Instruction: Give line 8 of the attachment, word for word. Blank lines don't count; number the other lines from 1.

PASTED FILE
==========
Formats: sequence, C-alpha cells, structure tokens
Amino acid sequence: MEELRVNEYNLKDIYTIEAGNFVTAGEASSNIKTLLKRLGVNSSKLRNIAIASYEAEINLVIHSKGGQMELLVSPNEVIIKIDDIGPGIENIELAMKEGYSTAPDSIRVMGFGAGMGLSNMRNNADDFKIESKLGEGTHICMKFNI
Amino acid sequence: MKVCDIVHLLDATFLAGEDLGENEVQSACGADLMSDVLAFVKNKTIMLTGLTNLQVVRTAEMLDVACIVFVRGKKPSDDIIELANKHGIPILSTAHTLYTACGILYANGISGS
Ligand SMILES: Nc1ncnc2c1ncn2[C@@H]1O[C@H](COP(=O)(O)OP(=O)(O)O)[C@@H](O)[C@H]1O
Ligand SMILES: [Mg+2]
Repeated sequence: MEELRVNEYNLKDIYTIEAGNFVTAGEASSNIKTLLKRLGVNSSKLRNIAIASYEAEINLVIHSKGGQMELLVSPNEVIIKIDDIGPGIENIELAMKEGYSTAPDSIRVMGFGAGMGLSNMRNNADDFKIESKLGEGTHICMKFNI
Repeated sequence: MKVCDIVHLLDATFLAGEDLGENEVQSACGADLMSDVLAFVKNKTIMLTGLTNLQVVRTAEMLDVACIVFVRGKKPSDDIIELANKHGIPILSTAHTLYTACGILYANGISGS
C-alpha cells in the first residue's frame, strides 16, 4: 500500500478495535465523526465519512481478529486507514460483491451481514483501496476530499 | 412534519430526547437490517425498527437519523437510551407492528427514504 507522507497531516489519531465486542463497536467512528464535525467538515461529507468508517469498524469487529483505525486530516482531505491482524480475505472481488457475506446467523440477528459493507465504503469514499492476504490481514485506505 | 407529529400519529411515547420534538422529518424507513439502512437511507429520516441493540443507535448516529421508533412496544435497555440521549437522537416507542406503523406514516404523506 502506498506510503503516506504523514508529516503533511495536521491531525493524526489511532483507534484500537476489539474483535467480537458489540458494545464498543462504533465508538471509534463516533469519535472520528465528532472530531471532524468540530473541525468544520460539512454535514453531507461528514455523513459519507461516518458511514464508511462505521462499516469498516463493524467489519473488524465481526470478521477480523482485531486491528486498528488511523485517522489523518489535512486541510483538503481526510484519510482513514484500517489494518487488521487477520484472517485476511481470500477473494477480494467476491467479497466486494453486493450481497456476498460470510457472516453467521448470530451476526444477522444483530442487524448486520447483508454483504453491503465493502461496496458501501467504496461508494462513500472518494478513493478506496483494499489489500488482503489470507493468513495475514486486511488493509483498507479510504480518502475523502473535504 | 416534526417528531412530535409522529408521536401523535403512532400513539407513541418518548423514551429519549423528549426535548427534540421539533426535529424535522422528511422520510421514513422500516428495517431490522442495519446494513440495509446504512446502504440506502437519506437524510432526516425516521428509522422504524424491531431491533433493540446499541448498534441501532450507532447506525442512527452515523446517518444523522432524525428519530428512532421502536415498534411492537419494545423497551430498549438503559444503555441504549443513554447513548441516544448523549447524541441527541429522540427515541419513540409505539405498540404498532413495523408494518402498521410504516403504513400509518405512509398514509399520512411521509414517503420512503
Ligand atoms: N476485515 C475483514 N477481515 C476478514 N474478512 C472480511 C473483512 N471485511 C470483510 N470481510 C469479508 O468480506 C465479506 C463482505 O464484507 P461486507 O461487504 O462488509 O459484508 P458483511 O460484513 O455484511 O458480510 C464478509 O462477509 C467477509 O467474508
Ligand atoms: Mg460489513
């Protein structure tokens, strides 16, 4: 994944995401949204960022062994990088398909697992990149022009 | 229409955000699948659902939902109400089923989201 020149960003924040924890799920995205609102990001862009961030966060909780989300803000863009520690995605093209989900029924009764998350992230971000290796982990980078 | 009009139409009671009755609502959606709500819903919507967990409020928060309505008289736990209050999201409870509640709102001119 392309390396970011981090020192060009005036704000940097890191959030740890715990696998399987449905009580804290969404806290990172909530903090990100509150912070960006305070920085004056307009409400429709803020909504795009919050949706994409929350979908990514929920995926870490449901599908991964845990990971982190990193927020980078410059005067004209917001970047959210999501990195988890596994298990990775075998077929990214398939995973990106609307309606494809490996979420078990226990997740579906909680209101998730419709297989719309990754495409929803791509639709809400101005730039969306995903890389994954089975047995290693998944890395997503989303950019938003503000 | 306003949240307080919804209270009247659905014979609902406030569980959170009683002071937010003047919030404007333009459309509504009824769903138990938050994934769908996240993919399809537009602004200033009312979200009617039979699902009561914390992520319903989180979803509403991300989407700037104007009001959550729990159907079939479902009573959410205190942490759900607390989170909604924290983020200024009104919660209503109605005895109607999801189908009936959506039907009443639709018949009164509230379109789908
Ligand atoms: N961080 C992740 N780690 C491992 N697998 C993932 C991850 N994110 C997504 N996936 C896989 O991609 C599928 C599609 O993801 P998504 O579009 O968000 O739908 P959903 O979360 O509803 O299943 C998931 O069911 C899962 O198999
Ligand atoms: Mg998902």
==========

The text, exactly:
C-alpha cells in the first residue's frame, strides 16, 4: 500500500478495535465523526465519512481478529486507514460483491451481514483501496476530499 | 412534519430526547437490517425498527437519523437510551407492528427514504 507522507497531516489519531465486542463497536467512528464535525467538515461529507468508517469498524469487529483505525486530516482531505491482524480475505472481488457475506446467523440477528459493507465504503469514499492476504490481514485506505 | 407529529400519529411515547420534538422529518424507513439502512437511507429520516441493540443507535448516529421508533412496544435497555440521549437522537416507542406503523406514516404523506 502506498506510503503516506504523514508529516503533511495536521491531525493524526489511532483507534484500537476489539474483535467480537458489540458494545464498543462504533465508538471509534463516533469519535472520528465528532472530531471532524468540530473541525468544520460539512454535514453531507461528514455523513459519507461516518458511514464508511462505521462499516469498516463493524467489519473488524465481526470478521477480523482485531486491528486498528488511523485517522489523518489535512486541510483538503481526510484519510482513514484500517489494518487488521487477520484472517485476511481470500477473494477480494467476491467479497466486494453486493450481497456476498460470510457472516453467521448470530451476526444477522444483530442487524448486520447483508454483504453491503465493502461496496458501501467504496461508494462513500472518494478513493478506496483494499489489500488482503489470507493468513495475514486486511488493509483498507479510504480518502475523502473535504 | 416534526417528531412530535409522529408521536401523535403512532400513539407513541418518548423514551429519549423528549426535548427534540421539533426535529424535522422528511422520510421514513422500516428495517431490522442495519446494513440495509446504512446502504440506502437519506437524510432526516425516521428509522422504524424491531431491533433493540446499541448498534441501532450507532447506525442512527452515523446517518444523522432524525428519530428512532421502536415498534411492537419494545423497551430498549438503559444503555441504549443513554447513548441516544448523549447524541441527541429522540427515541419513540409505539405498540404498532413495523408494518402498521410504516403504513400509518405512509398514509399520512411521509414517503420512503